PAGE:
A good friend who sticks by you through thick and thin is a rarity these days. But if our friendships have taught us anything—and acclaimed HBO favorites like Entourage or Girls verify—certain friendships, where one friend continually makes bad decisions can be frustrating.
We all have someone who is true blue, kind, and always caring but tends to make unhealthy choices by never thinking straight or of repercussions. When those kinds of friends make such decisions, it often feels like our options are limited. So how do we help them?
We often believe to be compassionate, we have to listen and not say anything. But that’s not how good, solid friendships work. We never act cowardly towards a friend—especially if you know they will understand you. If anything, we always want the best for them and want to ensure their decision is one that doesn’t emotionally or mentally stunt them, or cause heartache.
Of course, it can take a toll on us. The back and forth of their choices, making us wonder why they just can’t get it. But by ensuring healthy and impartial boundaries in our relationships, we are able to uphold our own emotional reliability. There are ways to be a friend and still be supportive without becoming a habitual enabler. By setting limits on what isn’t good for you, you’re able to take care of your friend and the friendship.
Who is this really about?
The most important thing to decide is if it’s about you or them. Is their decision something you would not do? Don’t let your perception of an “unhealthy” decision cloud your judgement. If you’re concerned that your BFF quit their day job in law enforcement to pursue the arts and become an actor, ask yourself if they’re happy. Just like functional romantic, loving relationships, solid friendships are about support and stem from similar values and interests. Because change is unavoidable, know that people will ultimately want to do what sparks their passion, and most of all, makes them happy. Your best friend might realize that something (or someone) might be good for them, even if it means it’s not at all what you’d want most for yourself.
Survey your participation:
Sometimes our friends display self-destructive behavior, but examine how it affects you. While you might be worried for them, the situation at times might not even directly affect you. Nevertheless, survey your participation because there are times when it will—like if they bail on driving you home after a night of drunk partying. Sure, it’s a sign of irresponsibility, but no matter the situation, explore your part in the friendship and ask yourself, are you an enabler?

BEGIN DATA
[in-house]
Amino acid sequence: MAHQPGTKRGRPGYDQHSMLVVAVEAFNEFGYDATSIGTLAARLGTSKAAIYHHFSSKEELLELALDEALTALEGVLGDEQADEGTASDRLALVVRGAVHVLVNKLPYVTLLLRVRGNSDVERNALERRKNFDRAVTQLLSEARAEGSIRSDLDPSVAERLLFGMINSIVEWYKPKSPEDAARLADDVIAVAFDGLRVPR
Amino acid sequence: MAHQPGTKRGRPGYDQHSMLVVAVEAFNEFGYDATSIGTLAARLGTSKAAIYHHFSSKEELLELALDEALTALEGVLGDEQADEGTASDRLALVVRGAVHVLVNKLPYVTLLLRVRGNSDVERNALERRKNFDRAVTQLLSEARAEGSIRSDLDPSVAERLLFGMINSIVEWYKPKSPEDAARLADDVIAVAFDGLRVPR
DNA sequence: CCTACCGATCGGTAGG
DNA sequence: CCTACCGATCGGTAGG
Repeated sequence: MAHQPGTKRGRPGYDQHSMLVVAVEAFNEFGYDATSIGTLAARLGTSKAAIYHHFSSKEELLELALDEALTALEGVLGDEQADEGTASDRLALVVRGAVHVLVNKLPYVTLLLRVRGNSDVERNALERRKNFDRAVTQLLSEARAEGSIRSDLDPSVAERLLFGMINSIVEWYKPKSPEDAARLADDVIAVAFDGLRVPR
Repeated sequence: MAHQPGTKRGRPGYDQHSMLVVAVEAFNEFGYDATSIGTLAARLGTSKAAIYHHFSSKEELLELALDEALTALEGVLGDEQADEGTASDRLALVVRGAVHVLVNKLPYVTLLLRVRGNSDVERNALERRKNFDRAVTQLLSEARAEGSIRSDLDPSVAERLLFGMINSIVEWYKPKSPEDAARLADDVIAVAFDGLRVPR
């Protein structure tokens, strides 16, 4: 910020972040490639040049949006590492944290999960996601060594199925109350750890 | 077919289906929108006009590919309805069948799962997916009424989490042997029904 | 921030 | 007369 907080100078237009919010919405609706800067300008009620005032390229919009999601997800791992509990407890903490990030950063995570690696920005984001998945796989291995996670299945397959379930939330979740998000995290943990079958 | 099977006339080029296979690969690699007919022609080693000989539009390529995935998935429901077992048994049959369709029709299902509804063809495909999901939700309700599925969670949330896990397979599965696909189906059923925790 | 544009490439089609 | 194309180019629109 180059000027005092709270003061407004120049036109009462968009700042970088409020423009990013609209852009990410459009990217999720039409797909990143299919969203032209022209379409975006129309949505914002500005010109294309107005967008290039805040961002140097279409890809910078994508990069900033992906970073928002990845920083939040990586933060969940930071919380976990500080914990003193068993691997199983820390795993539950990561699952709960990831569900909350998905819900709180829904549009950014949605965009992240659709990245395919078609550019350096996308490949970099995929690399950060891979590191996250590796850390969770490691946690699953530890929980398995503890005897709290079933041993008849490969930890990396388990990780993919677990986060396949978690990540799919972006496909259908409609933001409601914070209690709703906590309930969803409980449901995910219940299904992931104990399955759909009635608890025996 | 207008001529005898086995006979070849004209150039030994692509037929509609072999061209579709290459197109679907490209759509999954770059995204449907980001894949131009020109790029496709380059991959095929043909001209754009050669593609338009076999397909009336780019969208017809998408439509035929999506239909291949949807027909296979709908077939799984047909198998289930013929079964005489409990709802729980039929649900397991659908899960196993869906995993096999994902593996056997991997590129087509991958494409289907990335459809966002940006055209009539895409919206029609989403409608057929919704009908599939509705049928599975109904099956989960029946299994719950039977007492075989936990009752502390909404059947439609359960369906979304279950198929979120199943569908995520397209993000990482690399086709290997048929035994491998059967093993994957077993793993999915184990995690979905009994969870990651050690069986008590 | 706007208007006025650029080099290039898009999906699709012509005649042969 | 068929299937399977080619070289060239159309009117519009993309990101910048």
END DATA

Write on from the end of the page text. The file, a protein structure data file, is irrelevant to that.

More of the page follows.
Moreover, take a deep, hard look at your history. If you’ve been getting them out of messes, you might be falling into the role of “rescuer” or worse—the parent. It’s far easier to help others than to share some of that tough love. However, if their choices are directly affecting you and causing discomfort, find a way to continue supporting them without encouraging their reckless behavior. If you stand by it, you’re supporting it.
Never judge them:
As cliché as it is, there’s a reason why there are erasers on the tips of pencils. We all make mistakes every now and then, and been in pits where we can’t find a way out of. But it’s important we keep in mind how to approach our friends with our concerns of their bad decisions. Think of how you would talk to a child — not condescendingly or in a baby voice, but with love and interest. If they hear any sort of judgment in your tone or sarcasm, they will tune you right out. It might be frustrating at first, but you need to maintain neutrality in order to help them figure it out and understand where your anxiety comes from.
Time to talk:
Currently, email, text messaging, and IM are the way to go when we are communicating with friends. However, if you want to support them and express your apprehension of their decisions, you need to do this in person. While it would seem okay to converse over the phone, you create more of a connection and balance when it’s the two of you face-to-face.
When you finally get the chance to talk with them, start with the positives—how much you love them and want the best for them. Once you’ve established positivity, start the groundwork for what’s concerning you. Outline their behavior in neutral ways like, “You seem to date people who often don’t get you,” as opposed to, “Your partner is an idiot and not seeing you for you.”
While in conversation, utilize “I” statements to express honesty, and that you want to help them break the cycle of bad choices. From there, ask them if they have any questions because they will have plenty. If you have to run through everything again, don’t be afraid to. They may not appreciate being analyzed or have the best reaction to you, but they will wonder and that opens the door to a deeper understanding within themselves. Sure, they might even shut you out, but they need to come to terms on their own so give it time.
Be prepared to take a break if need be:
Two things may come out of this. Either they will appreciate your concern and take it to heart for productive lifestyle changes—or, they will be extremely defensive and angry, and ask for space. Give it to them. The reality is, you can’t save people from themselves. And when that happens, we end up building resentment towards that friend we so hoped would change. If you feel your friend is draining you of energy and effort, don’t be afraid to set some boundaries. Let them know of your concerns and that the door will always be open further down the road—because real friendship doesn’t end.
If your friend is not taking steps to better their life, seek happiness, and pursue their dreams, they’re choosing to stay in the role of the victim, and constantly the one who wants sympathy when life gets tough. But that’s their doing. Yours is to look after yourself and sit on the sidelines if need be.